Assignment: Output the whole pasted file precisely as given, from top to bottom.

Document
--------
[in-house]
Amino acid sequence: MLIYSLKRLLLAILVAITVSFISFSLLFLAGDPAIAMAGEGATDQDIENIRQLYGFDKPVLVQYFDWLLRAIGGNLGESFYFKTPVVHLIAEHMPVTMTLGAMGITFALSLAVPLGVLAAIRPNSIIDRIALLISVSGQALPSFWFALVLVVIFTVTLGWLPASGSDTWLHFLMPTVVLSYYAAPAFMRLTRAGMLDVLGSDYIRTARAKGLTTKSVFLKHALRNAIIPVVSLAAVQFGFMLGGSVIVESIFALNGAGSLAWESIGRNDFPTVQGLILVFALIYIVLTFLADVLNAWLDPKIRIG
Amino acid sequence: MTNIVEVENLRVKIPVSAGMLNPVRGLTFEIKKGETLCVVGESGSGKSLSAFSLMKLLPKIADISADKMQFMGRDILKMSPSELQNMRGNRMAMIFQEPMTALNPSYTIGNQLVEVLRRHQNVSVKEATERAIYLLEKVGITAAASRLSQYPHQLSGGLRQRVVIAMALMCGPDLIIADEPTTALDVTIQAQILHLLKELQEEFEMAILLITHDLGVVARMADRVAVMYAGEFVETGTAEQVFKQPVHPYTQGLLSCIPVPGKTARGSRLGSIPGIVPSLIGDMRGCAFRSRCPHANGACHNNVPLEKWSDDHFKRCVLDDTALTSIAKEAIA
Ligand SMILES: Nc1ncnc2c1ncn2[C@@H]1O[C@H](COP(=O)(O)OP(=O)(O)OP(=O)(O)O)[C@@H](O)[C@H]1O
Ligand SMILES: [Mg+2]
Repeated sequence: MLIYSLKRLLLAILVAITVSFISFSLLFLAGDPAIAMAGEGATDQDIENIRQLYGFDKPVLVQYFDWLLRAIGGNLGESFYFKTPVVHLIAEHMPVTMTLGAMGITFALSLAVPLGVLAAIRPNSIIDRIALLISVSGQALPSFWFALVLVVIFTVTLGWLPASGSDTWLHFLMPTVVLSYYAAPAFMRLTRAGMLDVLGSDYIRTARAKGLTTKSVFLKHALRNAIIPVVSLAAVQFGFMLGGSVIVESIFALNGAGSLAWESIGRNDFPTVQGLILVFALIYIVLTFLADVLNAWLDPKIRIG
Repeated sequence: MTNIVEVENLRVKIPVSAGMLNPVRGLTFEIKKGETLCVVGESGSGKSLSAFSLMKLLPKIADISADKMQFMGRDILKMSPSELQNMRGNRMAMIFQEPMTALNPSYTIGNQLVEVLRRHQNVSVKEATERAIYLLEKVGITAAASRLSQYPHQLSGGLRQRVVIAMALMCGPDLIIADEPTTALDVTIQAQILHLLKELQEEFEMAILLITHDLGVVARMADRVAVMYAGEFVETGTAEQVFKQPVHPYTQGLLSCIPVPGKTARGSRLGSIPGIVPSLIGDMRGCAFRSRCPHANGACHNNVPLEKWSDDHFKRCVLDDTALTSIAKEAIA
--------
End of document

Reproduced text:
[in-house]
Amino acid sequence: MLIYSLKRLLLAILVAITVSFISFSLLFLAGDPAIAMAGEGATDQDIENIRQLYGFDKPVLVQYFDWLLRAIGGNLGESFYFKTPVVHLIAEHMPVTMTLGAMGITFALSLAVPLGVLAAIRPNSIIDRIALLISVSGQALPSFWFALVLVVIFTVTLGWLPASGSDTWLHFLMPTVVLSYYAAPAFMRLTRAGMLDVLGSDYIRTARAKGLTTKSVFLKHALRNAIIPVVSLAAVQFGFMLGGSVIVESIFALNGAGSLAWESIGRNDFPTVQGLILVFALIYIVLTFLADVLNAWLDPKIRIG
Amino acid sequence: MTNIVEVENLRVKIPVSAGMLNPVRGLTFEIKKGETLCVVGESGSGKSLSAFSLMKLLPKIADISADKMQFMGRDILKMSPSELQNMRGNRMAMIFQEPMTALNPSYTIGNQLVEVLRRHQNVSVKEATERAIYLLEKVGITAAASRLSQYPHQLSGGLRQRVVIAMALMCGPDLIIADEPTTALDVTIQAQILHLLKELQEEFEMAILLITHDLGVVARMADRVAVMYAGEFVETGTAEQVFKQPVHPYTQGLLSCIPVPGKTARGSRLGSIPGIVPSLIGDMRGCAFRSRCPHANGACHNNVPLEKWSDDHFKRCVLDDTALTSIAKEAIA
Ligand SMILES: Nc1ncnc2c1ncn2[C@@H]1O[C@H](COP(=O)(O)OP(=O)(O)OP(=O)(O)O)[C@@H](O)[C@H]1O
Ligand SMILES: [Mg+2]
Repeated sequence: MLIYSLKRLLLAILVAITVSFISFSLLFLAGDPAIAMAGEGATDQDIENIRQLYGFDKPVLVQYFDWLLRAIGGNLGESFYFKTPVVHLIAEHMPVTMTLGAMGITFALSLAVPLGVLAAIRPNSIIDRIALLISVSGQALPSFWFALVLVVIFTVTLGWLPASGSDTWLHFLMPTVVLSYYAAPAFMRLTRAGMLDVLGSDYIRTARAKGLTTKSVFLKHALRNAIIPVVSLAAVQFGFMLGGSVIVESIFALNGAGSLAWESIGRNDFPTVQGLILVFALIYIVLTFLADVLNAWLDPKIRIG
Repeated sequence: MTNIVEVENLRVKIPVSAGMLNPVRGLTFEIKKGETLCVVGESGSGKSLSAFSLMKLLPKIADISADKMQFMGRDILKMSPSELQNMRGNRMAMIFQEPMTALNPSYTIGNQLVEVLRRHQNVSVKEATERAIYLLEKVGITAAASRLSQYPHQLSGGLRQRVVIAMALMCGPDLIIADEPTTALDVTIQAQILHLLKELQEEFEMAILLITHDLGVVARMADRVAVMYAGEFVETGTAEQVFKQPVHPYTQGLLSCIPVPGKTARGSRLGSIPGIVPSLIGDMRGCAFRSRCPHANGACHNNVPLEKWSDDHFKRCVLDDTALTSIAKEAIA